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The Kurumbas & their paintings

 

Kurumbas style painting

The Kurumbas, who live in the mid-ranges of the Nilgiris or “blue-mountains” entertain a confusing and mysterious identity. Several factors add to the romanticisation of these tribal people. Like the mountain ranges, the word “kurumba” is found in the adjoining states of Tamil Nadu, Karnataka, and Kerala. The tribes themselves are sometimes called “Kuruba”and sometimes confused with other tribes of similar names like “Kuruman”.

The Kurumbas are generally believed to be the descendants of the Pallavas whose rule was at its grandest in the 7th century. Losing power to the Kongus and the Chalukyas, the Pallavas were finally driven out and dispersed by the Chola king Adondai. They settled in scattered settlements in the Nilgiris and Wynad, in Coorg and Mysore.  It is the Kurumbas of the Nilgiris whom we refer to when we say “Kurumba”.
The tribe is divided into several groups. In the many ethnographic accounts on the tribe the numbers vary from as few as three to as many as seven. The various groups are the jen (orshola nayakkars”), mullu, urali, beta and alu or palu. The most populous of whom are the Alu Kurumbas. In 1998 it was reported that there were 63 Alu Kurumba settlements compared to 12 Beta Kurumba settlements which are next in number.
The Art
 The Kurumba art is an expression of its socio-religious fabric. The art is traditionally practiced by the male members of the temple caretakers, or priest to the Kurumba village. The women of the family contribute to the decorations at home in the form of borders around the door and windows and kolams on the floor. Other Kurumbas are not allowed to practice the art.
The canvas for the painting is the outer wall of the temple and the house. The figures representing their gods and the kurumba man expresses Kurumba beliefs and the milestones of the village and the tribe. The artist also draws inspiration from his life. The figures are made up of lines and are minimal in style. Lines, independent and concentric, dot and simple geometric figures are the basic elements. The figures also stand free of any depiction of their natural environment. The defining context is the surface on which they are painted.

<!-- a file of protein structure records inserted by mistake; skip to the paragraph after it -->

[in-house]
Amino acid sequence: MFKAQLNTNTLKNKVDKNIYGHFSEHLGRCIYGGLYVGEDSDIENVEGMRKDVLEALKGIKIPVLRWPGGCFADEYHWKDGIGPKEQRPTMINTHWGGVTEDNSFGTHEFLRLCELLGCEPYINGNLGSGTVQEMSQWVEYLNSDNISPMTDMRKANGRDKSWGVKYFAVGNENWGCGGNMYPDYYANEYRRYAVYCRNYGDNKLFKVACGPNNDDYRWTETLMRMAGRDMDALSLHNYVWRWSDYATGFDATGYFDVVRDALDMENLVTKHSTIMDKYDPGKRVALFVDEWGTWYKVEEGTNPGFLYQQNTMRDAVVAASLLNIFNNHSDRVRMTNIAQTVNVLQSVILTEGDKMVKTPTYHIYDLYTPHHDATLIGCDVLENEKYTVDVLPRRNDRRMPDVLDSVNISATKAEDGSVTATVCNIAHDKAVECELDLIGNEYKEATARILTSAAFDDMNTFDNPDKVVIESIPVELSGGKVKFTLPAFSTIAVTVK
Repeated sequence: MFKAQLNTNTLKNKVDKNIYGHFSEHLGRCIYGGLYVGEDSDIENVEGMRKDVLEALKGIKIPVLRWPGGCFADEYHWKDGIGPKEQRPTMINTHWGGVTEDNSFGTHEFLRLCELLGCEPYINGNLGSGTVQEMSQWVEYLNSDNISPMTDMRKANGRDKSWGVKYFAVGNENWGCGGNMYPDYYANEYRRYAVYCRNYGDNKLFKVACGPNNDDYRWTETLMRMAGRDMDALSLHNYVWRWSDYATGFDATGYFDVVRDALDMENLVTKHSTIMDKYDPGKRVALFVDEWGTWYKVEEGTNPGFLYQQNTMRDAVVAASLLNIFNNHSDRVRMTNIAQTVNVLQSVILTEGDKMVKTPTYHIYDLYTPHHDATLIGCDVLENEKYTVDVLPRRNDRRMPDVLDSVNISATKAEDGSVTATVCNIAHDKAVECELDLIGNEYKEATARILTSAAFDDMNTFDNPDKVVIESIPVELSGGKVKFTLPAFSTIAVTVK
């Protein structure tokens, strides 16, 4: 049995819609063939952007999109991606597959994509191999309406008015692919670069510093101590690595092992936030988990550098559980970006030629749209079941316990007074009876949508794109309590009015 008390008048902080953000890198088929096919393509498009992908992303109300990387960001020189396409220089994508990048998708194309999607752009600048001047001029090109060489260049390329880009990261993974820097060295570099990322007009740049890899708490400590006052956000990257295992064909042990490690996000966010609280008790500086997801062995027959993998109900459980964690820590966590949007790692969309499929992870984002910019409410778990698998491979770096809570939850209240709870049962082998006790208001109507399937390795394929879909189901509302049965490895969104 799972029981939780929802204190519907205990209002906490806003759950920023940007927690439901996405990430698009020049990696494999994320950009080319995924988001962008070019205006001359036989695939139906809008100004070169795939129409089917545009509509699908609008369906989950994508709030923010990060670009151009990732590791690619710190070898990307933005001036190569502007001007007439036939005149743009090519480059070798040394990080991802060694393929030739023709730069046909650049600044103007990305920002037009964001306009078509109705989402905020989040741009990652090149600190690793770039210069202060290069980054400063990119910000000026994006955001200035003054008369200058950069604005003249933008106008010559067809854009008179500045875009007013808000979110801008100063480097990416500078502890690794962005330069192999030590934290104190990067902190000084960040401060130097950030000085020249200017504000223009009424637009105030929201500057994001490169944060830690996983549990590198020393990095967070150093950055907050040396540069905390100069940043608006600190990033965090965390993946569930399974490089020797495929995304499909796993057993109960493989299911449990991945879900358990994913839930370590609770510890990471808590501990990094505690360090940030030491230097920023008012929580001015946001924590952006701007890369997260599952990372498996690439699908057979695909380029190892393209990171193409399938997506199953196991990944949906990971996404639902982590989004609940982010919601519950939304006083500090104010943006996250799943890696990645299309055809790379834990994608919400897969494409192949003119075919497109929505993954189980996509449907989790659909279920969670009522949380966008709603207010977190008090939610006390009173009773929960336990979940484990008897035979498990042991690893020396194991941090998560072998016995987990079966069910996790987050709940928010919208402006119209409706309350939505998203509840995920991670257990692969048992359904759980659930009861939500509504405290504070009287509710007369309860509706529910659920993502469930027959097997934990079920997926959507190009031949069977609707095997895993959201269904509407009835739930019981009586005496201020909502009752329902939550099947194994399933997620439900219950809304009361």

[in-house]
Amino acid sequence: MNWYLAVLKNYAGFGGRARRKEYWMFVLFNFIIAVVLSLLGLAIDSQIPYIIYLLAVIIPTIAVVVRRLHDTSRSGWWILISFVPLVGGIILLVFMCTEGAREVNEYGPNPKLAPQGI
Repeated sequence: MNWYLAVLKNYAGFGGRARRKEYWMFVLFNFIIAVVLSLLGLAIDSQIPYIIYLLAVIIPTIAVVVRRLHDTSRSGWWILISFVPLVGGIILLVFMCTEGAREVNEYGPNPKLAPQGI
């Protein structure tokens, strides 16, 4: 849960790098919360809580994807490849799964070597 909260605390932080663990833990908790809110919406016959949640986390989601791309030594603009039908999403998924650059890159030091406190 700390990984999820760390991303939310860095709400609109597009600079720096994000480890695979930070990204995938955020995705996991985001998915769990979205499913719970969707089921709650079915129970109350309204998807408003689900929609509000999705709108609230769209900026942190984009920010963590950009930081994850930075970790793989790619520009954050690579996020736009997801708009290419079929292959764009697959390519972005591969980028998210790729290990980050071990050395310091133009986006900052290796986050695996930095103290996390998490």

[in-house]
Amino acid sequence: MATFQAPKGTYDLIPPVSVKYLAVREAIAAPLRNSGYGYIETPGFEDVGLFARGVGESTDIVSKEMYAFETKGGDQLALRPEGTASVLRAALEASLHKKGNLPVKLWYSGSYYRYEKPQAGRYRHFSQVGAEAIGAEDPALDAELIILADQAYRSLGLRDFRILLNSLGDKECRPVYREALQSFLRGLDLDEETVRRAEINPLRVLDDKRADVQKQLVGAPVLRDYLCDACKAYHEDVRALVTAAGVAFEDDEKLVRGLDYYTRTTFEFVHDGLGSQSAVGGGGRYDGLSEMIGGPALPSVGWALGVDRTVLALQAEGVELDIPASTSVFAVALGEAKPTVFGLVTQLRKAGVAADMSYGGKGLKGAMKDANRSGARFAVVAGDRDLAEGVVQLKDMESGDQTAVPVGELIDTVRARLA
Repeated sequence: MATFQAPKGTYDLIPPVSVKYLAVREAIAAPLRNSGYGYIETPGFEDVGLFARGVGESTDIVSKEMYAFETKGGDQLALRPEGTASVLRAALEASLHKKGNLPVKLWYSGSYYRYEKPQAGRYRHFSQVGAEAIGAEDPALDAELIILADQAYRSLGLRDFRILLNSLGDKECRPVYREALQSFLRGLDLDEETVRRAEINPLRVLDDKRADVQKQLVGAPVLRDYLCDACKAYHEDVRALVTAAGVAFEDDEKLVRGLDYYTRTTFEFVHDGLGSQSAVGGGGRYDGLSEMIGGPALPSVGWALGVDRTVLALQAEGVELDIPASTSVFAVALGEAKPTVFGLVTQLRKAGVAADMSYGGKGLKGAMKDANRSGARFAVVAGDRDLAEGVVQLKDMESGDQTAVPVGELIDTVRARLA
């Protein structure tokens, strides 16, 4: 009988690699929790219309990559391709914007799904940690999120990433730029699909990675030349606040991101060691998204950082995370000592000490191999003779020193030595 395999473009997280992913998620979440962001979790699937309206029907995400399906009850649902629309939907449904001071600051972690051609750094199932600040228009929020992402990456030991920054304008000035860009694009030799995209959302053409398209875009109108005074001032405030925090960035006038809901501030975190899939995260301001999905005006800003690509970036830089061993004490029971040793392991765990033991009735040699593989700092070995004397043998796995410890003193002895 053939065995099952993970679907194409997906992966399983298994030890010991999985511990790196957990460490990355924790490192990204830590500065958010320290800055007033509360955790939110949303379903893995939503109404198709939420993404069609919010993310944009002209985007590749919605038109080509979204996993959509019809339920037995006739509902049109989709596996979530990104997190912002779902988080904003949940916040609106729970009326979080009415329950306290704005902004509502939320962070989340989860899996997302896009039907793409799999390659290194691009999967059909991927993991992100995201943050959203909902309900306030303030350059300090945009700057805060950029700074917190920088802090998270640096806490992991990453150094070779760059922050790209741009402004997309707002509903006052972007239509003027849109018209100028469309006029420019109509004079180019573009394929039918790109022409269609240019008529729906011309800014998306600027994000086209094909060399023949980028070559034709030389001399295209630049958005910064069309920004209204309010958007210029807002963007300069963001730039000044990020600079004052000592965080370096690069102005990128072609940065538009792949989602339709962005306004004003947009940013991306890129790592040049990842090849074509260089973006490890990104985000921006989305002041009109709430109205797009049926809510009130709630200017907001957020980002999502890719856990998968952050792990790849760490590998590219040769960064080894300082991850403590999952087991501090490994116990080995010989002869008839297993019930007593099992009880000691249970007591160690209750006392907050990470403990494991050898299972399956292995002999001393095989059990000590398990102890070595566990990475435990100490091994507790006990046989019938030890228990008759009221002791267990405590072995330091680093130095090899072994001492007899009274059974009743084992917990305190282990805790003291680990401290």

Four colours are used traditionally: Red (“Semm manna”) and white (“Bodhi manna”) are soils, black is obtained from the bark of a tree (“Kari maran”) and green from the leaves of a plant (“Kaatavarai sedi”). A piece of cloth is used to apply the colours onto the cowdung prepared walls. Nowadays a fresh coat of plaster is given to the wall before painting begins.
The kurumba art has recently been revived. The revived Kurumba style has been brought down from the walls and temples onto paper. The new version is far different from the traditional version. Painted with watercolours on handmade paper, they are more colourful and depict the social practices and the day-to-day life of the kurumbas. Popular among these are scenes of honey collection, cultivation, herding and the rituals of their harvest festival. The new figures are similar to the Warli figures. And unlike in the traditional art form, these figures differentiate between the male and the female.

For further information please contact
Raminder Chowdhary
raminder14@gmail.com
Tel: +91-80-41276433
Mobile: +91-9008000338

6 Comments to “The Kurumbas & their paintings”

  1. I want to thank the writer very much for this post. I find your blog very interesting and i will come back for more information. Keep up the good work and continue educating others!

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  5. Are these canvas prints or actual oil paintings on canvas?

    • These are actual paintings using forest colours on canvas and paper.

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